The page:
Originally posted by lucifershammer
I think the Rawls vs. Habermas reference was useful.
I guess I was looking at a more fundamental view of the differences between the two - metaphysical, epistemological, method, focus, ethics etc.
My basic background is engineering, but I read a little philosophy in my spare time.
There is a metaphysical disagreement between the two.
I am not sure of your level of familiarity but here goes:
Rawls uses an heuristic device which he terms 'the veil of ignorance', it's basically a revamped idea of Kant's Categorical Imperative. The basic idea is that you have to choose what principles of Justice should a society a follow, the only thing is that you do not know which member of society you are. You could be a millionaire as easily as be a pauper; you could be black as easily as white etc.
Rawls goes on to suggest what prinicples of justice this type of society would have but it's here that he incurs Habermas' wrath since Habermas argues that Rawls cannot go ahead and suggest which prinicples this society would follow. Further Habermas argues from a metaphysical point of view that it is impossible for us to not know who we are, we cannot forgot or put our life experience to one side. Habermas's alternative is an inclusive society which facilitates democratic participation backed by the legal realm.
Rawls' rejoinder is that the 'veil of ignorance' is little but an heuristic device, that metaphysics plays no part. I think that these two thinkers encapsulate two of the dominant Philosophical approaches in a number of ways.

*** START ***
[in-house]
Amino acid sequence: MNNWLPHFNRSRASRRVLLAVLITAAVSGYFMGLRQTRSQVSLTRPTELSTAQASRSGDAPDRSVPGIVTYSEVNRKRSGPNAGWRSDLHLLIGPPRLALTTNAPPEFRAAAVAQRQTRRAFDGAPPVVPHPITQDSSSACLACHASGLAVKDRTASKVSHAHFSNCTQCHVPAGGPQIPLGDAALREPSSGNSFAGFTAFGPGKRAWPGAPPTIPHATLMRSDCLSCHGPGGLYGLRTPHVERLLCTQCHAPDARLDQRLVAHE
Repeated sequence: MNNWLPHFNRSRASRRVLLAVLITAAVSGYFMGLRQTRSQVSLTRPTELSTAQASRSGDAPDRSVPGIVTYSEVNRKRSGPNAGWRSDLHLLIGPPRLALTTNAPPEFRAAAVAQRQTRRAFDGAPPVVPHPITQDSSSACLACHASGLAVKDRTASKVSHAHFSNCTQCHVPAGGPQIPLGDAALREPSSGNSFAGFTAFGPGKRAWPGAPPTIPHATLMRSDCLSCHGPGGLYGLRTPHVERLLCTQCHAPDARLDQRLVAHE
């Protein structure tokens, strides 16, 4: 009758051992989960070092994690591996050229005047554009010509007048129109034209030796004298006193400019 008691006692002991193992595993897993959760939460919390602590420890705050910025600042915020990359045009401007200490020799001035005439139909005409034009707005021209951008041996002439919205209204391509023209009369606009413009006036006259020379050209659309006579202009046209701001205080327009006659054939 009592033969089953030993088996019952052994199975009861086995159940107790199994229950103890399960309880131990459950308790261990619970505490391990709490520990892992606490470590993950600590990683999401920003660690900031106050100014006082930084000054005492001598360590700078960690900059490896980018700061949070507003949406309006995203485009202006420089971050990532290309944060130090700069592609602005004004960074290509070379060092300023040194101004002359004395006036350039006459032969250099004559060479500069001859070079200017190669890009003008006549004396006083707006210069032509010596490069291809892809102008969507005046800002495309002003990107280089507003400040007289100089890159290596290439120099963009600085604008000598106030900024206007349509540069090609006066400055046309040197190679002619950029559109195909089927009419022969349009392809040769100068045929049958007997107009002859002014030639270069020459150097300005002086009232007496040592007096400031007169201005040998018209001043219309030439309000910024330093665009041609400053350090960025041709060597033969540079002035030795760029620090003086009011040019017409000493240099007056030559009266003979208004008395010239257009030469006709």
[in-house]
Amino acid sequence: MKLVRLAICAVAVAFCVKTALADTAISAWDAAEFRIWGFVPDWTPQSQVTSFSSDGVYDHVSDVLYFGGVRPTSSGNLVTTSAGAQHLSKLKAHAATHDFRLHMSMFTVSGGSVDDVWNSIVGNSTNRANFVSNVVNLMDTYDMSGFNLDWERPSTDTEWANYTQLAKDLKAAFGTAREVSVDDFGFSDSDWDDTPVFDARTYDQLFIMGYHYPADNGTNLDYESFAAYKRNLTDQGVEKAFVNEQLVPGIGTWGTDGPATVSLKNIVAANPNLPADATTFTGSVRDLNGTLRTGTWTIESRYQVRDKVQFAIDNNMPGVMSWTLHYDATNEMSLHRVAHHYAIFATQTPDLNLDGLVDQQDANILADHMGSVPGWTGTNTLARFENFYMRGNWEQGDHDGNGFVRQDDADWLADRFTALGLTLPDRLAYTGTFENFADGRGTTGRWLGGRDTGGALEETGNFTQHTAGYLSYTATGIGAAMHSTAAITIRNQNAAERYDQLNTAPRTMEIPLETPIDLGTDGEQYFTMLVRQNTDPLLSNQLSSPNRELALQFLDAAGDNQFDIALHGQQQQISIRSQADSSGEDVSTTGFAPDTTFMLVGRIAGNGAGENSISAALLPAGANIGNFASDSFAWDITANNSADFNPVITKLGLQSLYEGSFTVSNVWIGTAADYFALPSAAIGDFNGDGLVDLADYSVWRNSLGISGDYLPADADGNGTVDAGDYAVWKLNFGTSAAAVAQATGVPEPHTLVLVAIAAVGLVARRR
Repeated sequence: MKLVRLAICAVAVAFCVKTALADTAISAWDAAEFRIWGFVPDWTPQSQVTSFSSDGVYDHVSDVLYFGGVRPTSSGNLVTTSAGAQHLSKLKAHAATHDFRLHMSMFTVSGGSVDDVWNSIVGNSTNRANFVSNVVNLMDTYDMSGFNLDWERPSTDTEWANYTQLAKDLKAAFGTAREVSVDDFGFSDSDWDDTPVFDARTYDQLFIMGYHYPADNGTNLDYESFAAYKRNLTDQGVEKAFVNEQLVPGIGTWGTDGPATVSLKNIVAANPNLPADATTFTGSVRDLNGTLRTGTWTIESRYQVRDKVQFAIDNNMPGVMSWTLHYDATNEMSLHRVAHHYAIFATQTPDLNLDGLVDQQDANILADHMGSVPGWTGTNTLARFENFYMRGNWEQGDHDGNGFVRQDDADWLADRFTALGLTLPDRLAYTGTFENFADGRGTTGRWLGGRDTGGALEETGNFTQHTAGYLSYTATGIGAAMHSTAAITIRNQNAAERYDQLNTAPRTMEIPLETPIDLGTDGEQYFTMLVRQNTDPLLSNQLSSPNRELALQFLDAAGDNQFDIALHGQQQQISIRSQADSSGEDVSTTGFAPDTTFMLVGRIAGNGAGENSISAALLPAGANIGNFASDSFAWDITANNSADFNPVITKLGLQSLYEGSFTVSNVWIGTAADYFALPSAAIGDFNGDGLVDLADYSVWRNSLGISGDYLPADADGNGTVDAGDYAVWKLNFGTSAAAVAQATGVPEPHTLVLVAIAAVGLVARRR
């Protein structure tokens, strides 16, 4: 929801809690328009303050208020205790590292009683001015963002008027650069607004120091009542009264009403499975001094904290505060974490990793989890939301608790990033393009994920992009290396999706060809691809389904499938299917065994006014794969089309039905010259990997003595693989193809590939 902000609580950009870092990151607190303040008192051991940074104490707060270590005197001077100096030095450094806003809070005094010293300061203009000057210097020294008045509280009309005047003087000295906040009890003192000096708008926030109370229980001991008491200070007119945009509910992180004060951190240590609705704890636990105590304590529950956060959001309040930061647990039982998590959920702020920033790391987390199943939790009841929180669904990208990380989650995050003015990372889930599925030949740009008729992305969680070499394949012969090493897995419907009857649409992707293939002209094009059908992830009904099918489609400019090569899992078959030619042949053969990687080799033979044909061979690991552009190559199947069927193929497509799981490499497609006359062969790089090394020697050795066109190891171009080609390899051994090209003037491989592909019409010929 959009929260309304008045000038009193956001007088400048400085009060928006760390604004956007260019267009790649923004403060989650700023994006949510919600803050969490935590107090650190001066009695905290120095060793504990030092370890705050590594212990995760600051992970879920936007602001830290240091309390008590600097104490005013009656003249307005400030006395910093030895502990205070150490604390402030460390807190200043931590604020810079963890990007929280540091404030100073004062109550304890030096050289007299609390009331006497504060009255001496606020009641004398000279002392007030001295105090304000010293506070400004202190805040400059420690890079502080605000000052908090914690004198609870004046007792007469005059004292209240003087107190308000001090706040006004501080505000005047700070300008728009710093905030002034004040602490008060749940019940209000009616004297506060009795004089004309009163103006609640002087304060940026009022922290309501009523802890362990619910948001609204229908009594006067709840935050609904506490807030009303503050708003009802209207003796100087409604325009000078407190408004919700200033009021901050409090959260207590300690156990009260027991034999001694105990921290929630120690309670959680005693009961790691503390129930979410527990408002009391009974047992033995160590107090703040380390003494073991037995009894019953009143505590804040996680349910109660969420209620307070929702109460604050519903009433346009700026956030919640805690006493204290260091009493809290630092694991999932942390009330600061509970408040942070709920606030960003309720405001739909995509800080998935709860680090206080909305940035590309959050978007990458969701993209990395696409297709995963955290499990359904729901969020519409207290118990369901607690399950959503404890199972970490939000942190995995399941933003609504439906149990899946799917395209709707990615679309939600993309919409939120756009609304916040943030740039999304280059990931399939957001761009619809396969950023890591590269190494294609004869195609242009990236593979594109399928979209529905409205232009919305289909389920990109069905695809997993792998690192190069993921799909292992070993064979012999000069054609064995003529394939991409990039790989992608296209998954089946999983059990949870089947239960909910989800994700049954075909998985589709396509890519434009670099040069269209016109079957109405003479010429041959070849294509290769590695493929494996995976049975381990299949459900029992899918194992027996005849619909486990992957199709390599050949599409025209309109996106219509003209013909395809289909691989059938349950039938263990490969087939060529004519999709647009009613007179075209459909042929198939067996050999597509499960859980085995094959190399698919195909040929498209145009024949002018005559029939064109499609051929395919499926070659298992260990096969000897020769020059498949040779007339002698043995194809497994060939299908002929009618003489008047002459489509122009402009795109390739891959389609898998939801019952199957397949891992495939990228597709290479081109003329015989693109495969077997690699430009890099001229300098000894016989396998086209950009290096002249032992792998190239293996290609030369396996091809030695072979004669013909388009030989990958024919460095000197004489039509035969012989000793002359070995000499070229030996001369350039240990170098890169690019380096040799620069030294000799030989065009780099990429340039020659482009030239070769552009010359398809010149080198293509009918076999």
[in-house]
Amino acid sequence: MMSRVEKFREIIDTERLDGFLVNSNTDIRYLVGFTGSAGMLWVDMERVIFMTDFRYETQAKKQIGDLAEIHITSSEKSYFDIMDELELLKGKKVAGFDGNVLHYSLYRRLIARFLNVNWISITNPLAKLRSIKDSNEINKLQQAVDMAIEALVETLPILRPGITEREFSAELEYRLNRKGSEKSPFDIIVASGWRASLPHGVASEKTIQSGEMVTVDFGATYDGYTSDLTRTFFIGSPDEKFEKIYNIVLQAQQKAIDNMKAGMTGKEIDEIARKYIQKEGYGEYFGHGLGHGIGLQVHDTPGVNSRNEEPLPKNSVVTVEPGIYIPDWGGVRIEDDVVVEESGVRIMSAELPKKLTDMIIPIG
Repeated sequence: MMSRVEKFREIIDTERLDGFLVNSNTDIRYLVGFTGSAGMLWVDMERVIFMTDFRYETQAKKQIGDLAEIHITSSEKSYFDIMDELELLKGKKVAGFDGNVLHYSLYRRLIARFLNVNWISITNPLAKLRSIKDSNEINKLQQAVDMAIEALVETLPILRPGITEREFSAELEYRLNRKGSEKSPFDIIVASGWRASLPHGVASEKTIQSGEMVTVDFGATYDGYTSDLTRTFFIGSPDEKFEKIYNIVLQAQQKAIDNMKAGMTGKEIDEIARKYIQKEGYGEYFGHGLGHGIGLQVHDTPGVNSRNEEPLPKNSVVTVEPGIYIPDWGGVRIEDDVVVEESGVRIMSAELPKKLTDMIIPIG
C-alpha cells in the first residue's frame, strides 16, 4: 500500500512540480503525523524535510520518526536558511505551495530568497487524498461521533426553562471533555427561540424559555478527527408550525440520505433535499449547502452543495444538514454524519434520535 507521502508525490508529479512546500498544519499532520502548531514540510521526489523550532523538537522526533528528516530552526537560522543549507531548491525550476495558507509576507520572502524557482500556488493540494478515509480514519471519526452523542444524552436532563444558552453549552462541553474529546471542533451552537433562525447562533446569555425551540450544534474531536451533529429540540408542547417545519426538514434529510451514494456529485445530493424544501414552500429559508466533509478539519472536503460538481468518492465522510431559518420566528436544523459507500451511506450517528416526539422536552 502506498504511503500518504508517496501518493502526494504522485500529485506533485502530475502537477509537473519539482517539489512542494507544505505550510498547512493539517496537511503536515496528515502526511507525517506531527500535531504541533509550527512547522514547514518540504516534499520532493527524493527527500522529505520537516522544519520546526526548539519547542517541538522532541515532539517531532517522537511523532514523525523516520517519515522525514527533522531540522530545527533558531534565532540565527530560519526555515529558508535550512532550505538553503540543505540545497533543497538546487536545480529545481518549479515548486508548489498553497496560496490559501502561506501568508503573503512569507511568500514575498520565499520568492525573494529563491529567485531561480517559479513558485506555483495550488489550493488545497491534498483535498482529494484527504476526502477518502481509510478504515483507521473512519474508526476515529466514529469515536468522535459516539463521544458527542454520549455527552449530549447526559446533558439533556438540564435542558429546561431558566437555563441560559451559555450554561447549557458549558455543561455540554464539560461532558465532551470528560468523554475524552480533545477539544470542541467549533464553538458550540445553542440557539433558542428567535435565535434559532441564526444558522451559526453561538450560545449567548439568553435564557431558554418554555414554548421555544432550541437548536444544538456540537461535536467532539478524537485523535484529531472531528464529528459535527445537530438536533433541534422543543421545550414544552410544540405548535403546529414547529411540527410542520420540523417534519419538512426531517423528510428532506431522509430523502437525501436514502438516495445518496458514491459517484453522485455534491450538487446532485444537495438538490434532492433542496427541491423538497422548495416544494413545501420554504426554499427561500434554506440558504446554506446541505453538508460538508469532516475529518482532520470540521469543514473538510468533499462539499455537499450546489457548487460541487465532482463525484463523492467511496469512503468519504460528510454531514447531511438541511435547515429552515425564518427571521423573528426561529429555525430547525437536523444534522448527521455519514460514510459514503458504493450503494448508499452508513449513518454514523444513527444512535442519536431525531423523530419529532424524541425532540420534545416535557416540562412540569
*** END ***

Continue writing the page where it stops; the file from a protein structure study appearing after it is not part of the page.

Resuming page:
Rawls is rational, liberal and to a certain extent Laissez-faire. His work can be viewed as an extension of the contract tradition from Hobbes to Rousseau. Rawls, for me, is the best representative of the anglo-American view point.
Habermas has a very empirical basis to his Philosophy, a social-democratic perspective with the emphasis on democratic participation at all levels, whilst side-stepping some of the weaknesses of Marxism [Habermas had concerns relating to people's freedom under Marxist approaches]. Habermas takes on some of the philosophy of Kant but he engages with sociological thought represented by Weber, and some Marxist thought.
It should be pointed out that both thinkers have a unique vision and we should remember the words of Kierkegaard [i think!!] "if you label me you negate me"